Paul Hunter, professor of medicine at the University of East Anglia, said many prominent Covid voices have never written papers on infectious diseases. “It’s like me deciding, ‘I did a course on health and economics a year ago: maybe I should set up a group advising the chancellor on how to manage the tax system.’”
Everything the government has got right on Covid-19 in the past 12 months has happened when it ignored ‘the science’. If the modellers hadn’t made such fools of themselves in the summer and autumn of 2021 they might have been taken more seriously by the government in the winter. As it was, their incompetence had seeded enough doubt in Johnson’s mind for him to resist going beyond ‘Plan B’ despite almost every ‘scenario’ modelled telling him that hospitalisations and deaths from the virus would exceed anything England had ever seen before.
The Covid modellers at Imperial College have begun to back down. About time too. Over the past few weeks, they have made extreme claims about the omicron variant that cannot be fully justified by fundamental science, let alone by clinical observation.
These prognosticators of doom have been wrong time after time after time. And not just a little bit wrong – epically wrong, all while morally condemning their more accurate opponents. As cases rose in early July, in the run-up to England’s full reopening on July 19, restrictions advocates said that it was inevitable we would reach 100,000 cases per day. Keir Starmer released a video statement in which he declared that “Boris Johnson’s recklessness means we’re going to have an NHS summer crisis. The Johnson Variant is already out of control.” A set of academics wrote a letter to The Lancet condemning the reopening as a “dangerous and unethical experiment”.
Why haven’t lockdowns worked? There are broadly two types of respiratory virus. There are those that spread person to person – like measles – in a continuous chain of transmission, uninterrupted by season and with every susceptible contact falling ill. Then there are those we do not understand so well, like influenza, which are much more complex. Instead of the simplistic close contact model, which assumes Covid spreads like measles, we should perhaps consider an alternative more sophisticated model based on influenza. The influenza virus model is unusual – it is predicated on the majority being exposed to a particular airborne virus but, oddly, only a minority appear to be susceptible to each year’s variant. To complicate matters further, influenza can also spread person to person.
First major inquiry into the Covid crisis says the tragic losses in care homes were among the highest in Europe
The report finds that deaths could have been prevented but instead elderly were treated as ‘an afterthought’
Finding is just one among catalogue of failings detailed in the inquiry by the health and science committees
The report found test and trace system which cost Government £37billion was also branded ‘chaotic’ fiasco
The ONS antibody studies suggest that nearly half of 16 and 17 year olds have been previously infected. We don’t know the equivalent figure for 12 to fives but it is likely to be similar. That means the vaccine effect relative to all unvaccinated (previously infected and not) will be drastically lower than the figure used in the modelling paper. In turn, even the 15 minutes of prevented lost schooling will be a significant overestimate.
We write as concerned doctors, nurses, and other allied healthcare professionals with no vested interest in doing so. To the contrary, we face personal risk in relation to our employment for doing so and / or the risk of being personally “smeared” by those who inevitably will not like us speaking out.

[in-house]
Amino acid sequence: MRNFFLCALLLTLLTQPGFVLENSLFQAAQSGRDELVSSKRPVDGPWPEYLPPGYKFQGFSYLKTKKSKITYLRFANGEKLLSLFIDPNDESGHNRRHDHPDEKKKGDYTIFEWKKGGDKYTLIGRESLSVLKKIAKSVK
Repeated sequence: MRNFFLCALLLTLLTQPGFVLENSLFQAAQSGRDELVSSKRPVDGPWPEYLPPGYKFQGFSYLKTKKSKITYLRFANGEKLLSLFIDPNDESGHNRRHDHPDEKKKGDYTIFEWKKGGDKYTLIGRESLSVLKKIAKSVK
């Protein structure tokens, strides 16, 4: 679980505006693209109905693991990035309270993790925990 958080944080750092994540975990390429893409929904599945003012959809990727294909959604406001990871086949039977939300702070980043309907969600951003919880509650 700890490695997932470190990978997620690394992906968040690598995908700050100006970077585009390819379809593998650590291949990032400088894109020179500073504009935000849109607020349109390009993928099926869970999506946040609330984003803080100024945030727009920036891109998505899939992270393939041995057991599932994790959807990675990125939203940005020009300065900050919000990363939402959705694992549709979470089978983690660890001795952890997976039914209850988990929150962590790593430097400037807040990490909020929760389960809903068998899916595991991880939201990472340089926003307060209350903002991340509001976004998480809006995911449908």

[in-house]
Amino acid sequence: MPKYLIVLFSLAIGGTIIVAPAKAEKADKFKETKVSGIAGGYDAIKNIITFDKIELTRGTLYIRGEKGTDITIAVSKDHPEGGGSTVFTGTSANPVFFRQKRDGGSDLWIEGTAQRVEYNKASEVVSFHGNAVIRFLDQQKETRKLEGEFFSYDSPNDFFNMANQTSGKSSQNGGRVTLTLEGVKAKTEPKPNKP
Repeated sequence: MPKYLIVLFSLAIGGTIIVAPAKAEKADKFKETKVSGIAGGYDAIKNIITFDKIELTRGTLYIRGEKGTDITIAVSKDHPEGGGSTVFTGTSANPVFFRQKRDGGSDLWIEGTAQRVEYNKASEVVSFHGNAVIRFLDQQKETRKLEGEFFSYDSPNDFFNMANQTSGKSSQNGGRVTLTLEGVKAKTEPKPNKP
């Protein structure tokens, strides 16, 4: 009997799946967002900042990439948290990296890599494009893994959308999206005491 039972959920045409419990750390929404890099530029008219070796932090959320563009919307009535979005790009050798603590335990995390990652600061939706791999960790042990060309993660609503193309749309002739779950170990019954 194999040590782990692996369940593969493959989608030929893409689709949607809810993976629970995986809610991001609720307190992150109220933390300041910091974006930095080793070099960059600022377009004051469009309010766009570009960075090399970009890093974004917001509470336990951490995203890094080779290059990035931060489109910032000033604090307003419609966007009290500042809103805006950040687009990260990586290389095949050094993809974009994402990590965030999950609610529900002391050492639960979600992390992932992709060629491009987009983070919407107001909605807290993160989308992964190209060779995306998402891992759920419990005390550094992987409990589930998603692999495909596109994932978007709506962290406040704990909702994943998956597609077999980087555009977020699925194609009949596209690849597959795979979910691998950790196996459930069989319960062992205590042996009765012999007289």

Modelling that helped persuade the Government to delay the June 21 reopening was overly pessimistic and the lockdown lifting should “possibly” have gone ahead on time, a government adviser has admitted.
Dr Mike Tildesley, an epidemiologist from Warwick University, said Britain had been in a “much better situation than we thought” when his group released models suggesting third wave deaths could hit 72,000.
As Sarah Knapton has revealed in these pages, the brutal postponement of Freedom Day coincided with the release of a bunch of alarmist models predicting a huge new wave of deaths. The most pessimistic, inevitably from Imperial College, forecast 203,824 deaths over the next year. It did so by assuming just a 77-87 per cent reduction in hospitalisations following two vaccinations, despite the fact that real world data shows two vaccinations to be between 92 per cent (AstraZeneca) and 96 per cent (Pfizer) effective in preventing hospitalisation. That would cut the Imperial forecast of deaths by a gob-smacking 90 per cent to 26,854.
This keeps happening. In April the modellers assumed a 30 per cent effectiveness for the vaccine at preventing the spread of the virus. This was described as “a pessimistic view – but it is plausible, it’s not extreme”, by Professor Graham Medley, chairman of the SPI-M sub-group of Sage. It turns out it was far from plausible. At the end of March the BBC’s favourite modeller, Imperial College’s Neil Ferguson, was forecasting that by June 21, even with “optimistic” assumptions, less than half of Britain would be protected against severe disease by vaccination. The true figure is over 80 per cent.
It’s amazing how often Sweden still crops up in conversations. It didn’t impose tough lockdown, kept primary schools and core economic activities functioning, issued clear guidelines and relied on voluntary social distancing and personal hygiene practices to manage the crisis. For harsh lockdowns to be justified elsewhere, Sweden had to be discredited. Hence the harsh criticisms of Sweden’s approach last year by the New York Times, Newsweek, USA Today, CBS News and others.
But with Sweden’s demonstrable success, goalposts have shifted. Every time it’s mentioned as a counter to Europe’s high Covid-toll lockdown countries, the response now is: ‘But their Nordic neighbours did much better. Look at Denmark’. Let’s ‘interrogate’ this argument.
Do we risk swamping the NHS with Covid-19 cases if the government proceeds with Step 4 on time on June 21st? In the Spring of 2020, there were about 22,000 Covid cases per week admitted to hospital, at the peak.
In January 2021 there were about 29,500 at that peak.
Neither of those occasions produced any British equivalent of the distressing scenes we recently saw in India where hospitals ran out of resources and turned sick people away, with relatives forced to watch their loved-ones die, untreated, in hospital car parks.
The NHS was not swamped, in that sense, on those occasions. And we should not understate how important it was that it was not.